Between their heartbreaking cries and frequent potty breaks, training a puppy to sleep through the night is tough work. Here are some tips for getting your new puppy to sleep at night so that you can catch some much needed sleep, too.
The first week you bring home your new pup will surely be a little rough for everyone. Your puppy may be lonely, especially if it’s their first time away from their mom and littermates. Though it’ll be tempting, try your best to resist the urge to let your new pup sleep in bed with you unless that’s what you plan to do permanently.
“Crate training is a very individual decision. If someone doesn’t want to crate train, they may have to use baby gates or some other type of confinement to keep their puppy safe and out of trouble,” Dr. Emily Singler, VMD, veterinary consultant for Fetch, says. “Pet parents who don’t crate train their puppies must be more vigilant about creating a bedtime routine.”
If you do plan to crate train, when you bring home a new dog or puppy, you should start good habits right away by making a comfy den for your pup.
Add a washable bed or blanket and some exciting age-safe chew toys to their new crate. If your pup is bored or stressed throughout the night, it’ll help to have something comforting to lay or chew on. Puppies must be monitored closely, however, to make sure they aren’t chewing, destroying or ingesting parts of a bed, blanket or toys. If you see or suspect that this is happening, take away what they’re chewing immediately to prevent an internal obstruction from occuring due to eating foreign materials.
“Crate training’s very frequently a good option for puppies because it allows them to become accustomed to the crate as a safe place for them to go and rest,” Dr. Singler says. “The crate also helps tremendously with potty training and can keep a puppy from chewing and destroying or ingesting objects that can hurt them. It also reduces the likelihood of a puppy injuring themselves when they’re not being directly supervised.”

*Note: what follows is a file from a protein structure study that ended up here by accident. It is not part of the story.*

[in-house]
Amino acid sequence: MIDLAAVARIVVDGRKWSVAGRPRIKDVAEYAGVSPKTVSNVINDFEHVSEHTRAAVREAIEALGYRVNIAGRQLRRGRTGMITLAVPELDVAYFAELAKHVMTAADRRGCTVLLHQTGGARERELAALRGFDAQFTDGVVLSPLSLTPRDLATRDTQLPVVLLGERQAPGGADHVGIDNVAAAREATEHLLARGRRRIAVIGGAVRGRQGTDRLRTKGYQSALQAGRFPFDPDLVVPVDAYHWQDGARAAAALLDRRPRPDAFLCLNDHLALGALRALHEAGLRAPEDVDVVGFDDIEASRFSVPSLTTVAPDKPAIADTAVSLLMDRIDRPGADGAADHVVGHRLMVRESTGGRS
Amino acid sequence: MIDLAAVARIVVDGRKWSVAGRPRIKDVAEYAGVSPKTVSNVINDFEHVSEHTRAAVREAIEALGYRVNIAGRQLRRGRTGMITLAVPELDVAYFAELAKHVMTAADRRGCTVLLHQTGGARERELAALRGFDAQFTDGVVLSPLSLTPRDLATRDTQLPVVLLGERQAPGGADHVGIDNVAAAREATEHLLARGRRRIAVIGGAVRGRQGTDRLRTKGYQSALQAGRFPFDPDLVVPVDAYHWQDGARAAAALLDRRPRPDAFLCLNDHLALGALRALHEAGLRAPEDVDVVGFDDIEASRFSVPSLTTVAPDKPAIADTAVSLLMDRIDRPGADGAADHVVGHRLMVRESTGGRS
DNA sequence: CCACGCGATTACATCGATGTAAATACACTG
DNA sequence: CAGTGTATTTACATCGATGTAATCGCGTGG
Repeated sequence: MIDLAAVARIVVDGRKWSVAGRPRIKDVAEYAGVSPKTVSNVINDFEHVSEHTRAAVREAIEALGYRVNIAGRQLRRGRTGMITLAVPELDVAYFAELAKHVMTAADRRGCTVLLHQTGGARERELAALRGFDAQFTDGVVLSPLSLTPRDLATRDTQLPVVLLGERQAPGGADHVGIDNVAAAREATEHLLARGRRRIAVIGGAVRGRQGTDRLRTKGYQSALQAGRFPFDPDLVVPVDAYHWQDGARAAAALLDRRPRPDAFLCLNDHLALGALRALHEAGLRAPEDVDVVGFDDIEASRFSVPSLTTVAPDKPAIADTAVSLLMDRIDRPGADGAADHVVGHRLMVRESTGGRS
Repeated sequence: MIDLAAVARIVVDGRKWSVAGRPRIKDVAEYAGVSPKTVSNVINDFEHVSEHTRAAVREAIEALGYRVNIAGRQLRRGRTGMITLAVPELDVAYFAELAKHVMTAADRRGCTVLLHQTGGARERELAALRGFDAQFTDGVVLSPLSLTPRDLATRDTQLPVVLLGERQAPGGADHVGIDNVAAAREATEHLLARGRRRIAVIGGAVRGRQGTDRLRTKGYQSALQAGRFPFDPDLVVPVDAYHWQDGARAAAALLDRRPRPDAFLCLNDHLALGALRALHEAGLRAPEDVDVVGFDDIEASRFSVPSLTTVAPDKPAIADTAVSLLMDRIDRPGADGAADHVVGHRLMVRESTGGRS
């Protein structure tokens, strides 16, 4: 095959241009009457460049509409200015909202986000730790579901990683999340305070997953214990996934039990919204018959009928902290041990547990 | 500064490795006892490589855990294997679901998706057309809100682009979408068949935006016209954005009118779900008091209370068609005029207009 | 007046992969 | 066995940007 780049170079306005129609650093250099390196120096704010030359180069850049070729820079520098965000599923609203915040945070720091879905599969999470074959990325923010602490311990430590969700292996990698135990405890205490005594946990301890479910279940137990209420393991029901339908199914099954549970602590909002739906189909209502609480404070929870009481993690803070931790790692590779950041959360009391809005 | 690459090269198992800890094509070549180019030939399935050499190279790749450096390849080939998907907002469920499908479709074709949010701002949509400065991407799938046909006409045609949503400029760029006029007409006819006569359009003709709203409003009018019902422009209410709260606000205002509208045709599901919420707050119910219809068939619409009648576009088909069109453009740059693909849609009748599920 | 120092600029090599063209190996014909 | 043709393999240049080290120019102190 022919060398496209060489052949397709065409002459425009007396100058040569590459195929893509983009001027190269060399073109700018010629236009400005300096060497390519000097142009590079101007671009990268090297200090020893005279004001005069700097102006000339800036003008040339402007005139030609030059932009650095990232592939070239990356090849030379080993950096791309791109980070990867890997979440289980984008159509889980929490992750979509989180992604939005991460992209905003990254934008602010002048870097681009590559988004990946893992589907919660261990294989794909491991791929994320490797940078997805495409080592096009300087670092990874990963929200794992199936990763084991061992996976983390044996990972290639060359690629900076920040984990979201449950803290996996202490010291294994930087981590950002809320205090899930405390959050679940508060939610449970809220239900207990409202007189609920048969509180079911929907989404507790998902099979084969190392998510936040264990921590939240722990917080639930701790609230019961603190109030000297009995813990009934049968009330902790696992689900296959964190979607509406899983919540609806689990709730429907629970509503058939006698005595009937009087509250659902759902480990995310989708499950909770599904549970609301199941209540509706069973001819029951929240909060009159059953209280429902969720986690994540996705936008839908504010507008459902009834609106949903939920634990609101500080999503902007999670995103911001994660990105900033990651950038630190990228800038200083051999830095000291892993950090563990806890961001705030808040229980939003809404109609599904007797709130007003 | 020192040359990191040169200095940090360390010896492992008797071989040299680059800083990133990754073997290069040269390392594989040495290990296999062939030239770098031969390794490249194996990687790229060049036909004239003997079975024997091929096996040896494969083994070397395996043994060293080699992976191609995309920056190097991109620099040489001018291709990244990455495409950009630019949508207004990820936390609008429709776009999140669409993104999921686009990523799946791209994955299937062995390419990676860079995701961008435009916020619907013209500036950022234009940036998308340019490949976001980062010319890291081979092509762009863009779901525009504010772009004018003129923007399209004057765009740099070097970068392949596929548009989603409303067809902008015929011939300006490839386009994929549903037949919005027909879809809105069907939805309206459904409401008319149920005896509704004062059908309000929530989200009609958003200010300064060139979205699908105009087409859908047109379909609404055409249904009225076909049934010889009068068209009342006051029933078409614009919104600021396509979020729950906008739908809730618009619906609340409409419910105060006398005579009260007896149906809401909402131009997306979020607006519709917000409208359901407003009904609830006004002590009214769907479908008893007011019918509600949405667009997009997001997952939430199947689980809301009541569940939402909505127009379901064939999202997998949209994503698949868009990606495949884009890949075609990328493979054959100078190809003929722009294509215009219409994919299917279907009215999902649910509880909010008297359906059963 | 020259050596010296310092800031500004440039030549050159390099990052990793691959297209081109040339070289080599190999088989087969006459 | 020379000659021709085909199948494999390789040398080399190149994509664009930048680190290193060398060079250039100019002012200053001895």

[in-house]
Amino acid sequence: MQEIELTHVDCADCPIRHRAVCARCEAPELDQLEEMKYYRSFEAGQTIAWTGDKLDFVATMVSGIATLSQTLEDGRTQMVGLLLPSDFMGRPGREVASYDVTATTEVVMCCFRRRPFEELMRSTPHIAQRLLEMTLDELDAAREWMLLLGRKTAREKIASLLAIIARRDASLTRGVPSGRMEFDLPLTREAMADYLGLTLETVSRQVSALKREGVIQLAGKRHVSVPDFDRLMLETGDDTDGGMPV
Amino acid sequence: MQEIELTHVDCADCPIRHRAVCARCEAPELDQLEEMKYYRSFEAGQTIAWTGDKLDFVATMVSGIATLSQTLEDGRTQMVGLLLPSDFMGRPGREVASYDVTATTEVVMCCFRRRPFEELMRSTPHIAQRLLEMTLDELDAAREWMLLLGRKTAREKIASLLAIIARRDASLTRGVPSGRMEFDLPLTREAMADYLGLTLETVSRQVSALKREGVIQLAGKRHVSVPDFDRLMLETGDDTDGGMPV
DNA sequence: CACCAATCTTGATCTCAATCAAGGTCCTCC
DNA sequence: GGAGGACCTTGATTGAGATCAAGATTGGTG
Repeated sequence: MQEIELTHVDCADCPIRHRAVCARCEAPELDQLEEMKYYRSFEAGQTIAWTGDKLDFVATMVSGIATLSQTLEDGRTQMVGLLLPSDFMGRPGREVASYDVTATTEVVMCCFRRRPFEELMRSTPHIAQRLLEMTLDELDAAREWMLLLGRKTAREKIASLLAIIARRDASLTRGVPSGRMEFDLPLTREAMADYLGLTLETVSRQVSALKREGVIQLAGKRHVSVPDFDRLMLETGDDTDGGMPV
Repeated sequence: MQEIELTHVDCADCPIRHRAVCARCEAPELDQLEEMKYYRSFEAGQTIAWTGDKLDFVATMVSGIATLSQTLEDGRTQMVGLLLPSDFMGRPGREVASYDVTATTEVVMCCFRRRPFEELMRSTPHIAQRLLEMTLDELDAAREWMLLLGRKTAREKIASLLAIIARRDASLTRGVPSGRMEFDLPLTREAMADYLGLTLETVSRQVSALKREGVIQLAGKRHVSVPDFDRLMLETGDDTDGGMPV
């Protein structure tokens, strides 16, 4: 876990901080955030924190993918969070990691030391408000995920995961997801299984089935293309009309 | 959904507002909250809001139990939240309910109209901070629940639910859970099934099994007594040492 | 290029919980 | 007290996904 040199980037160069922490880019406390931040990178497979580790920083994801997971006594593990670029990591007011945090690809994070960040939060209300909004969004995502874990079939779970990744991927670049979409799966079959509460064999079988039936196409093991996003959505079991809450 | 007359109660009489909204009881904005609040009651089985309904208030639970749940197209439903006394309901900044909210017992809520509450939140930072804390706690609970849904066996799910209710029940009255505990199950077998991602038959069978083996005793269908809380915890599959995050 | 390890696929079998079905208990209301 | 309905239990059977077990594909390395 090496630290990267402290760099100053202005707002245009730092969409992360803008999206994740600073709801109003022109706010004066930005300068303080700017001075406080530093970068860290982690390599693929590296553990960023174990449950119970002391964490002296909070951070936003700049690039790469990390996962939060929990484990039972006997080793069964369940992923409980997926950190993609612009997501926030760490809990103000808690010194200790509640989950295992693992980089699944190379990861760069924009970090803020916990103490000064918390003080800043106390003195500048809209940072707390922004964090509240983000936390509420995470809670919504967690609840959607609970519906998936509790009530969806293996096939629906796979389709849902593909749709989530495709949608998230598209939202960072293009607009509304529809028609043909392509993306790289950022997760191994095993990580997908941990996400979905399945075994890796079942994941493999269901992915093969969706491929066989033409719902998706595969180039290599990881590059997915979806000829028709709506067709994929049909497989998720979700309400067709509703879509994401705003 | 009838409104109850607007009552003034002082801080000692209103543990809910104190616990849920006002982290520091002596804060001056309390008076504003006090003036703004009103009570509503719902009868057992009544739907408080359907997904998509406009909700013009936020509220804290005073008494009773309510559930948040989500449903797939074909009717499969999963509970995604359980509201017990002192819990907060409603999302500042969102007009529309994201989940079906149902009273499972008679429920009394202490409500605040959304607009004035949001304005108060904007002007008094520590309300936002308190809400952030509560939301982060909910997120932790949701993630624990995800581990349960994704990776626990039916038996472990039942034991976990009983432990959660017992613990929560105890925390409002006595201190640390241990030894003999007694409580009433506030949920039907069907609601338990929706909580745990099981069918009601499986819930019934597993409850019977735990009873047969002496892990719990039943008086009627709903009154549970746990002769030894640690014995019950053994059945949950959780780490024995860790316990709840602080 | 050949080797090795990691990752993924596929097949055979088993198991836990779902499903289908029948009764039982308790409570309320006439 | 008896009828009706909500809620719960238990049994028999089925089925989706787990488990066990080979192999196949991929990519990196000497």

For some families, bringing the crate into your bedroom is the way to go because being close to his new humans will make your puppy feel a little more comfortable. If the bedroom isn’t where you wish to have the crate, find a quiet spot without distractions where you’re comfortable keeping the crate.
When your puppy seems a little anxious in their crate, you can try warming a towel or stuffed animal in the dryer before putting it in their crate — cuddling with something warm and soft feels good to them, just like a littermate or mom. Never use a heating pad in the crate, however, as this can cause thermal burns.
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Puppies need more sleep than fully grown adult dogs. To get your puppy to sleep through the night, it helps if they are nice and tired before bedtime. So make sure to have a rousing play session or a long evening walk to get some of their energy out. Allow for some time to wind down after any exercise and before tucking them in.
“Dogs and puppies are diurnal, meaning they do more of their sleeping at night and spend more time awake during the day like humans,” Dr. Singler says. “Puppies sleep on average about 11-12 hours over a 24 hour period, and they will adapt to a degree to the sleep-wake cycles of their owners.”
There may be some crying the first few nights of having your new puppy at home — that’s perfectly normal. Make sure they’ve had a potty break, have something puppy-safe to chew on and then leave them be. Sometimes they just need to cry it out. Of course, if your pup was happily sleeping but starts crying in the middle of the night, they may need an overnight potty break, so don’t ignore them completely.
“Puppies cry or whine to communicate a need or a desire,” Dr. Singler says. “If they’re whining because they’re in their crate and they want to be with you, taking them out will encourage them to cry or whine each time they’re put in their crate if they want to be with you.”
Remember, the first few nights will set the stage for the rest of your puppy’s life. So take this opportunity while they’re easiest to train to get them into a sleepy-time routine. Once your pup is happily sleeping through the night and not having accidents in the home, you can give them a little more freedom.
The Dig, Fetch's expert-backed editorial, answers all of the questions you forget to ask your vet or are too embarrassed to ask at the dog park. We help make sure you and your best friend have more good days, but we’re there on bad days, too.
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